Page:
Amaratech Blog

F Shaped Pattern Replaces Z Shaped Pattern for Email and Web

Monday, 2013, July 1 - 1:15pm

Most email recipients are “scanners” – users who sweep through an email, looking for something that resonates with them on a personal or professional level. If they can't find it within a few seconds, they move on to the next email in their inbox. By designing your content around the image of an “F” you can help scanners find what they need and boost their engagement.

Why the F-Shaped Pattern for Web and Email

The Nielsen Norman Group conducted a series of studies that resulted in some interesting discoveries when it comes to user behavior on the web. They found that web users spend:

“Users first read in a horizontal movement, usually across the upper part of the content area. This initial element forms the F’s top bar. Next, users move down the page a bit and then read across in a second horizontal movement that typically covers a shorter area than the previous movement (the second bar of the F). Finally, users scan the content’s left side in a vertical movement. Sometimes this is a fairly slow and systematic scan that appears as a solid stripe on an eyetracking heatmap (the stem of the F).”

How to apply the “F” Pattern to Email and Websites

Here are some tips to help you design a more functional, attention-grabbing email.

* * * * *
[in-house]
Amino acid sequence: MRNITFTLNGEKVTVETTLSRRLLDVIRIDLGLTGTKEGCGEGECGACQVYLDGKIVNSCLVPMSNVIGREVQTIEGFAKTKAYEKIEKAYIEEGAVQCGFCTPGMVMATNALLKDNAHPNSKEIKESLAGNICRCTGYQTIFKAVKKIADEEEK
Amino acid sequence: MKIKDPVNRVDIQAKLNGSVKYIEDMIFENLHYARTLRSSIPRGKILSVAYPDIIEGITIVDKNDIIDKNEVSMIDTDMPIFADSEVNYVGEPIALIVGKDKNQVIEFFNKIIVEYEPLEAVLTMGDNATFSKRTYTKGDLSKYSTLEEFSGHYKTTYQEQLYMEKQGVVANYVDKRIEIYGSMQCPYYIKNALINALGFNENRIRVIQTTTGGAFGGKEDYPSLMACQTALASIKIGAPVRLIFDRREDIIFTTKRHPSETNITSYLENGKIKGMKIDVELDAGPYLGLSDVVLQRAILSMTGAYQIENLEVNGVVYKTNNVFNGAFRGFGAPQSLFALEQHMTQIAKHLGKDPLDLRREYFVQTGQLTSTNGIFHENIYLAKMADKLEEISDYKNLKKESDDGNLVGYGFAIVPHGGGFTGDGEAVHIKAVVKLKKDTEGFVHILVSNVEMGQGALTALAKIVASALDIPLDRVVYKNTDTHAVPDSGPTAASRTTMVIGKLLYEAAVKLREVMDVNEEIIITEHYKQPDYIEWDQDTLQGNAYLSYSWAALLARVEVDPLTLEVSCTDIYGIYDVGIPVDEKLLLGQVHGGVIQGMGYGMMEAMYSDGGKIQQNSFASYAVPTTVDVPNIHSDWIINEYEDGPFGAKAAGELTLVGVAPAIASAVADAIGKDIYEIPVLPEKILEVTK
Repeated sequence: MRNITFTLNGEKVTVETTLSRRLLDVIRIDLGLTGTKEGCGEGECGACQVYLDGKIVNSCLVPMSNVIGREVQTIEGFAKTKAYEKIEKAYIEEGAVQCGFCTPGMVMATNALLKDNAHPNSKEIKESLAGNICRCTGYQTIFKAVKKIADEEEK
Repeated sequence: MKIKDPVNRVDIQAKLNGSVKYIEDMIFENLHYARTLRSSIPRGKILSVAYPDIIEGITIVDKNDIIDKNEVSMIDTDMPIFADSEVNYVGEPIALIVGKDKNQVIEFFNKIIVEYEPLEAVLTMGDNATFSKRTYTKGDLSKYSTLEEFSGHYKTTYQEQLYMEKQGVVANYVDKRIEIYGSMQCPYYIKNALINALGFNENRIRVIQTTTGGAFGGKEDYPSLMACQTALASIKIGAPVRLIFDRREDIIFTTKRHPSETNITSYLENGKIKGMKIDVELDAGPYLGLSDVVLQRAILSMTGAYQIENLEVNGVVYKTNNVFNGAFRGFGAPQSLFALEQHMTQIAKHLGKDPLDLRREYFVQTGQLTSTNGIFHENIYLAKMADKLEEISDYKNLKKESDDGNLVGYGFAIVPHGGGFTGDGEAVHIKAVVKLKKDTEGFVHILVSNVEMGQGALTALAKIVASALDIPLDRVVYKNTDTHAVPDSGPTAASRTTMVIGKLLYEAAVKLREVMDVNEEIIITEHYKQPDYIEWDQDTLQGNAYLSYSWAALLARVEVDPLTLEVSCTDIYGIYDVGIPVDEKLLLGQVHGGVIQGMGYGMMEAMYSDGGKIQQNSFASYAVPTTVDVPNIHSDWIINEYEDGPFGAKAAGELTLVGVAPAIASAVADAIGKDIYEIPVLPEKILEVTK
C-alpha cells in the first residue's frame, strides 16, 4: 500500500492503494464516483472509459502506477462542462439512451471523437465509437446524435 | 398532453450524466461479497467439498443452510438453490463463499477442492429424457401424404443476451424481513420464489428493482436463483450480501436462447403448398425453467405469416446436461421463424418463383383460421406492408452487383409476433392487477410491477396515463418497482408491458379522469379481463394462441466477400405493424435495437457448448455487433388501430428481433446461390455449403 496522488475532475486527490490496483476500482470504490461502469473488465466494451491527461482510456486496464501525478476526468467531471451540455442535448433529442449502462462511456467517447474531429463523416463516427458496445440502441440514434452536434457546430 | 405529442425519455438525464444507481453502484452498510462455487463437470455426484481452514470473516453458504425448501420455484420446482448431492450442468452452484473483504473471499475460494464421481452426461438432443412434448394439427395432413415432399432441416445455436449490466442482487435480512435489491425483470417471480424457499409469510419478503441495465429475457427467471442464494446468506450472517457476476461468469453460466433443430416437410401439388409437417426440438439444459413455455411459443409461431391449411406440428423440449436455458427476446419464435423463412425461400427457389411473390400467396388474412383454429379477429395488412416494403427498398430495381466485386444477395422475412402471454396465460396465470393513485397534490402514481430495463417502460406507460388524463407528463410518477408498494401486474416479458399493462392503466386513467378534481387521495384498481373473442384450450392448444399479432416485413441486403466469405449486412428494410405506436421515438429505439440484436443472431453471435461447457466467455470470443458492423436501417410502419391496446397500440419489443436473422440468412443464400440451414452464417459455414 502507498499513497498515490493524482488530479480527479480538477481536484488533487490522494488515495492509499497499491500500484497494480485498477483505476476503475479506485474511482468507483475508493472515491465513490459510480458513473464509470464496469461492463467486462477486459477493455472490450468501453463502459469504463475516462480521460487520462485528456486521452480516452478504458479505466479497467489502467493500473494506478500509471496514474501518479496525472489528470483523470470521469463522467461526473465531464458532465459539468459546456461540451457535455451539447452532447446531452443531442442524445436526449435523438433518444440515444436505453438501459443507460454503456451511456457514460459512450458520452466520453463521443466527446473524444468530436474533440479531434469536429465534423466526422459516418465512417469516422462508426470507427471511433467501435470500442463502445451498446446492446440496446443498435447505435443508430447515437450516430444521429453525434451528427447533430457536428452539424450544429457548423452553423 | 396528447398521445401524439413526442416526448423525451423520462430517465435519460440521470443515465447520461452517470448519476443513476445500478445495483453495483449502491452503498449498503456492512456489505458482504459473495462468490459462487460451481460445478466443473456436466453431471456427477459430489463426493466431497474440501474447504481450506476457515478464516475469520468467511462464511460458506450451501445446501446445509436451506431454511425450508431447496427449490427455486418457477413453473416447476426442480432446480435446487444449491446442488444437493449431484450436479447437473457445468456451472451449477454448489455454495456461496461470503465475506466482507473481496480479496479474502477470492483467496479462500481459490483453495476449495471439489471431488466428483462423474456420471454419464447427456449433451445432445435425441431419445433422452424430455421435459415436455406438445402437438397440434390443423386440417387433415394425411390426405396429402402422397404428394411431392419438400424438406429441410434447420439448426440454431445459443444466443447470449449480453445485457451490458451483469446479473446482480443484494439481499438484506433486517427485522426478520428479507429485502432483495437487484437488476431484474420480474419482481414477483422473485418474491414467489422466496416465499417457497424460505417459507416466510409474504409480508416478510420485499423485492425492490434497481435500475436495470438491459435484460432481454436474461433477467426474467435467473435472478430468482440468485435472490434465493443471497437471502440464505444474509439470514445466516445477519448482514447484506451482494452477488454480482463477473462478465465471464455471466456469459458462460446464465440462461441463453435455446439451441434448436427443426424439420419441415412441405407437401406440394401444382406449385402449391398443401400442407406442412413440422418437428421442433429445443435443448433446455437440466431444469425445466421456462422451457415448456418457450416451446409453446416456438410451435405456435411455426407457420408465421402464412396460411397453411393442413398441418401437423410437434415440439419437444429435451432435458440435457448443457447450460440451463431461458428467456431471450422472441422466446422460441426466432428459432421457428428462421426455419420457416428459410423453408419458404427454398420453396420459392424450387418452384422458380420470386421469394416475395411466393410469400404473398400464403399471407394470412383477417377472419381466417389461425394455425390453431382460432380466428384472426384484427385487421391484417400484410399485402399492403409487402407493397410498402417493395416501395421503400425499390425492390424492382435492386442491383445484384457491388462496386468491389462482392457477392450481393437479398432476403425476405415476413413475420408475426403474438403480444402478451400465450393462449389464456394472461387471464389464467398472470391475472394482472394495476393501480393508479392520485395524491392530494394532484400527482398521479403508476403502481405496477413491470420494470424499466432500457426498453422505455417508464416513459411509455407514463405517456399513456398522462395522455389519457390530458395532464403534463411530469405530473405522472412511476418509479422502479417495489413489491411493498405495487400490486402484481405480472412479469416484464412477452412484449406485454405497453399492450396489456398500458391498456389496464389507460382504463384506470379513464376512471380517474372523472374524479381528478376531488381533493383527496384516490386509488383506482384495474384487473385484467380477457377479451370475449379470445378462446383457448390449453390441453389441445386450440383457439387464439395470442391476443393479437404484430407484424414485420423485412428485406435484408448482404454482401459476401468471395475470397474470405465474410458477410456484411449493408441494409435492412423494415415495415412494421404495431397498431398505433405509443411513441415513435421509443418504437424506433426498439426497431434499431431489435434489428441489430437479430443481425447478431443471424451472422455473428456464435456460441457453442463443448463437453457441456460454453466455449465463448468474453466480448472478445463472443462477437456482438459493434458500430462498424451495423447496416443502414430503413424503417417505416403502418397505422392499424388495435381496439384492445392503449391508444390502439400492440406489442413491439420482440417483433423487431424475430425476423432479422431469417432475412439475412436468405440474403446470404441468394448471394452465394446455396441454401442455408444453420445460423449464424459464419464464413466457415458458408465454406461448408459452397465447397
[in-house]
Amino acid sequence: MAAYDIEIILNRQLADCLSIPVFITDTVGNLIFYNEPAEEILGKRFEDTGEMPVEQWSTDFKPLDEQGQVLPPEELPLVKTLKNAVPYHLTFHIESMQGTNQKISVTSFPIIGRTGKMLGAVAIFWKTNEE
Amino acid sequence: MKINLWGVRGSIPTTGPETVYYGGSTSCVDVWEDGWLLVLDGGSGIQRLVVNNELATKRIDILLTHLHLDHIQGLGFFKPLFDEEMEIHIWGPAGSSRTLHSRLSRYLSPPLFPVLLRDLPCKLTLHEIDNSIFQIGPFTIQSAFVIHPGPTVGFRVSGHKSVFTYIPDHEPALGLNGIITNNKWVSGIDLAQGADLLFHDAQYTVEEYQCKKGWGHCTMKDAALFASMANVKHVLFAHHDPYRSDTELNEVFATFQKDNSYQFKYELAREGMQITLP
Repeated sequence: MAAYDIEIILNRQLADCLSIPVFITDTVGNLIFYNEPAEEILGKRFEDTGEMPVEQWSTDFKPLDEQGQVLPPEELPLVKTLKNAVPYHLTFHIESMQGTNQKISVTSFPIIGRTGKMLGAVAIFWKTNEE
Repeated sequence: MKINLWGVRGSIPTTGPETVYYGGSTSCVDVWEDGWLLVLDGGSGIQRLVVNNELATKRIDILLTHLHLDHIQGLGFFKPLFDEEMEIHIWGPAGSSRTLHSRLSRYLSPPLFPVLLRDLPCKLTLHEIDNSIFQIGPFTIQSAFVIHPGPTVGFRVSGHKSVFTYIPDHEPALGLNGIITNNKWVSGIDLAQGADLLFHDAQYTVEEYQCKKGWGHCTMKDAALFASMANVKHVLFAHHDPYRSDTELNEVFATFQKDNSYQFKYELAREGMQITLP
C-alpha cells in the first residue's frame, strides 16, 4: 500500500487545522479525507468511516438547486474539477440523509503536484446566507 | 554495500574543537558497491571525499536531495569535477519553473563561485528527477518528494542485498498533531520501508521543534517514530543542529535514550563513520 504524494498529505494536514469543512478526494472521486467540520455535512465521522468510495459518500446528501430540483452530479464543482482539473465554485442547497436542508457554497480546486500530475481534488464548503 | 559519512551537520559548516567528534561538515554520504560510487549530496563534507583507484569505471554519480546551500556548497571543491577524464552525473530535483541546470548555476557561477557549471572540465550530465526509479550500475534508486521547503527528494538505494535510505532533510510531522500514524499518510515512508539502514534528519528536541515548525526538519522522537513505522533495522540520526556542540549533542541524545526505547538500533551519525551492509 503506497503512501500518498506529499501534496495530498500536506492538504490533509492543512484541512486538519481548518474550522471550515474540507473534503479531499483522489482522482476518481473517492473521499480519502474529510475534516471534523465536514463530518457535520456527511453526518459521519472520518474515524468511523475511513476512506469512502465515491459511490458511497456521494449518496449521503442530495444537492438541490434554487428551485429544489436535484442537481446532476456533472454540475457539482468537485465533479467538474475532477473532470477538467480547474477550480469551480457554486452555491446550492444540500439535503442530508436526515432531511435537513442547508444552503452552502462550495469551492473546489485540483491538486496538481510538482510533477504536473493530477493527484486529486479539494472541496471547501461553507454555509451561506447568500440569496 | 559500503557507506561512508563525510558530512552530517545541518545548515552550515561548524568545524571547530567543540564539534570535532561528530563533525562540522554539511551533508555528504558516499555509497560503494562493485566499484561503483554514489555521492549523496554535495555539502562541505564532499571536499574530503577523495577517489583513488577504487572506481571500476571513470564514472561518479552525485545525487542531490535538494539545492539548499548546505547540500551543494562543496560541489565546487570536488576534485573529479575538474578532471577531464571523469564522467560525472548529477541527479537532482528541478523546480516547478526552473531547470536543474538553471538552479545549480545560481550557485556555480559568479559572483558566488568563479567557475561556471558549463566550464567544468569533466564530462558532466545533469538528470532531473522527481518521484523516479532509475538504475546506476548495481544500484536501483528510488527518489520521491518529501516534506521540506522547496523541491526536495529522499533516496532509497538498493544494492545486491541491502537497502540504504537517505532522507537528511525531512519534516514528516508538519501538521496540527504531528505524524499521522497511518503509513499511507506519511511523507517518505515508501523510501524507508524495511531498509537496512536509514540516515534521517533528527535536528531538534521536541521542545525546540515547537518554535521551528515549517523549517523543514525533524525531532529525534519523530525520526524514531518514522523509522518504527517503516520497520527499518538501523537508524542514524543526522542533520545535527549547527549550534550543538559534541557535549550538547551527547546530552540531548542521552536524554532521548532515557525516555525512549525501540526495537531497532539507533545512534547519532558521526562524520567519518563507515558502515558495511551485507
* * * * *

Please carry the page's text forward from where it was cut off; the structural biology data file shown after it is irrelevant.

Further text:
• Follow the “F” shape pattern and keep the majority of your message’s vital information at the top (above the fold).
  • Use headings to keep readers moving through your email.
  • Bold keywords or use a color font to draw attention.
  • When using bullet format, use information-carrying words that readers will notice.
  • If you’re enticing your readers with incentives, much like the Old Navy example, the incentive must still be powerful enough — the right location alone with not prompt your most desired results.

But what about the Z-shaped Pattern for Email and Websites?

While the Z pattern was, and in some user groups still, relevant it’s no longer the dominant user interaction as more and more users have become experienced with technology.

The Z pattern is closely related to the classic reading pattern from hard-copy newspapers, magazines, or journals, and shares the same implications. The Z pattern is more common in non-expert users or more generally when a user finds interesting content. 

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